Photo by Art Petrosemolo Turkeys a few weeks away from maturity at Esbenshade's Turkey Farm in Ronks, Pa.

Pennsylvania turkey farmers are preparing for the possibility that families will want smaller-than-normal birds for this year’s pandemic-thwarted Thanksgiving.

“This is new territory for us,” said Brock Stein, president of Lewistown Valley Enterprises, which operates Koch’s Turkey Farm in Tamaqua. “We have not been through a situation when our customers were actually looking for smaller rather than larger turkeys.”

It’s a little soon to know how strongly consumers will shift to daintier fowl. Orders to farm stores have just been ramping up in the past few weeks.


Photo by Art Petrosemolo Turkeys a few weeks away from maturity at Esbenshade's Turkey Farm in Ronks, Pa.

Farmers Project There Will Be Plenty of Smaller Turkeys to Go Around this Thanksgiving

But it’s reasonable to expect some families will shrink their gatherings, and their food needs. Traveling, spending time in close proximity to others, and involving elderly people, who are at particular risk from the virus, are all concerns for spreading the coronavirus.

The New York Times reported that 70% of Americans planned to limit gatherings to people living in the same household. For social distancing, one-third of Americans are even thinking about hosting Thanksgiving outdoors, according to a Butterball survey.

USDA said on Nov. 6 that the market for fresh and frozen turkeys is generally steady for the Thanksgiving market.

Direct-marketing farmers didn’t intentionally increase the number of small hen turkeys they raised this year, but said they will still have plenty of small to mid-size birds.


Photo by Art Petrosemolo Turkeys a few weeks away from maturity at Esbenshade's Turkey Farm in Ronks, Pa.

How Turkey Farmers Are Getting Smaller Turkeys This Thanksgiving

To get a smaller-than-normal commercial turkey, weighing in at 8 to 10 pounds, a farmer can start the poults late or dress them early, before the birds are fully mature. A turkey of that size may not provide much in the way of leftovers.

“The size of the turkeys we bring to market is determined by when we receive our poults, and those orders were placed in early spring,” said Bob Esbenshade, a turkey farmer from Ronks. “Most poults were received in July and August for a normal growth cycle before dressing.”

At 92, Esbenshade still works every days with his son-in-law, Dave Zerbe. The farm will sell some 6,000 turkeys for the holidays, with some of them on the small side.

Leola farmer Sherwin Weaver said he always plans to have a selection of small, medium and large fresh turkeys for Thanksgiving. He sells more than 15,000 a year.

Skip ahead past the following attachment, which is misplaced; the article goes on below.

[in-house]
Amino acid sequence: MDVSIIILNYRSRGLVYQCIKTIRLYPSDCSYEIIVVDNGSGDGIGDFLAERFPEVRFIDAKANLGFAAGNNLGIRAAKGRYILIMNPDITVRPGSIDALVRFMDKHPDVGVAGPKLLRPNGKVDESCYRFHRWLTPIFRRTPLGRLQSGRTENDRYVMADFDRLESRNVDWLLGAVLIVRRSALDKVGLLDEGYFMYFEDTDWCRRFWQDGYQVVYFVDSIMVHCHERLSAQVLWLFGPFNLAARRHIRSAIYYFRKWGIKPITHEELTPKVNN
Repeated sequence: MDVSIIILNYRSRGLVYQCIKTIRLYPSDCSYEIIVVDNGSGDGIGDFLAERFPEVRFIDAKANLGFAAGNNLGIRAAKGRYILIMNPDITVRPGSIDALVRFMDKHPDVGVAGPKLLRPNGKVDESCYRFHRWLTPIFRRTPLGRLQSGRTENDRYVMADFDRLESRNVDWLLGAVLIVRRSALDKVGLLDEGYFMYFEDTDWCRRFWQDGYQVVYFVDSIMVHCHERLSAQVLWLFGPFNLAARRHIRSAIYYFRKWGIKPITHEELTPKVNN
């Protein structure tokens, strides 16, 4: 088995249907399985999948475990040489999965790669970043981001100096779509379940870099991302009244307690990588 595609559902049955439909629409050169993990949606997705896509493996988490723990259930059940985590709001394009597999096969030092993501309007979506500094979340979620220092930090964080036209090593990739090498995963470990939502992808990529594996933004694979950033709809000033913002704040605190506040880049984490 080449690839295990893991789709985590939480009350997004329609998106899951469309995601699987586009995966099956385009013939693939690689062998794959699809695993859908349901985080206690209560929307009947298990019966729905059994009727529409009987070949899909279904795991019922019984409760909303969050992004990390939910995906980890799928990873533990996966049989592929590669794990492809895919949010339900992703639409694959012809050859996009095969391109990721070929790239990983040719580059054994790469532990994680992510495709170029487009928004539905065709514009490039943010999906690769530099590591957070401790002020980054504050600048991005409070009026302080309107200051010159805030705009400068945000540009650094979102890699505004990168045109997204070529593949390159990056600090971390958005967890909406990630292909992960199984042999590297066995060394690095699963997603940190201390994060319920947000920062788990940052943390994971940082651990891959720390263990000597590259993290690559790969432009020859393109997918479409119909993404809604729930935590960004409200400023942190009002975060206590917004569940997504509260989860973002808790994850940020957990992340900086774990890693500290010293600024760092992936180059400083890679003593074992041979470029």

Other Ways Turkey Farmers Are Preparing for Smaller Thanksgiving Gatherings  

Axel Linde, of Lindenhof Farm in Kirkwood, is planning to produce some 2- to 3-pound skinless turkey breasts for customers who are cutting back. He recommends buying 2 pounds per person

Torrie Bolton, who runs Bolton’s Farm Market in Silverdale, is also offering options other than whole turkeys, including half turkeys and roaster chickens. The farm raises 8,000 turkeys a year, about 5,000 of which could be sold fresh.


Bob Esbenshade outside his vintage trailer office.

“Once you start raising turkeys in the summer, it is impossible to change when they will be fully grown,” Bolton said. “We decided, rather than to try change what we couldn’t change, we would find a way to meet customers’ requests.”

Jeannette Grabe offers her customers a different option — heritage-breed turkeys, which grow slower than the standard broad-breasted birds and are smaller at slaughter.

Grabe, of Canter Hill Farm in Malvern, sells her turkeys at 13 to 16 pounds. If customers are looking to go small, she suggests a turkey breast or turkey parts.

Shelly Oswald’s farm market customers have been asking about her heritage-breed turkey breasts and turkey pieces, but she could also sell them heritage-breed chickens that tip the scales around 9 pounds.


Getting ready to feed hundreds of turkeys at Esbenshade's Turkey Farm.

“We do have some smaller hen turkeys, but I’d rather keep them for another year and then sell them,” said Oswald, who runs Old Time Farm in Stoneboro.

Even if — and it is still something of an if — many consumers scale down for Thanksgiving, those who choose an ample turkey could easily turn it into several days’ worth of entrees.

“Any fresh turkey can be deboned and a portion frozen before cooking,” said Gregory Martin, a Penn State Extension poultry educator in Lancaster County. “And leftover turkey meat always can be used for soup, sandwiches and other post-holiday meals.”


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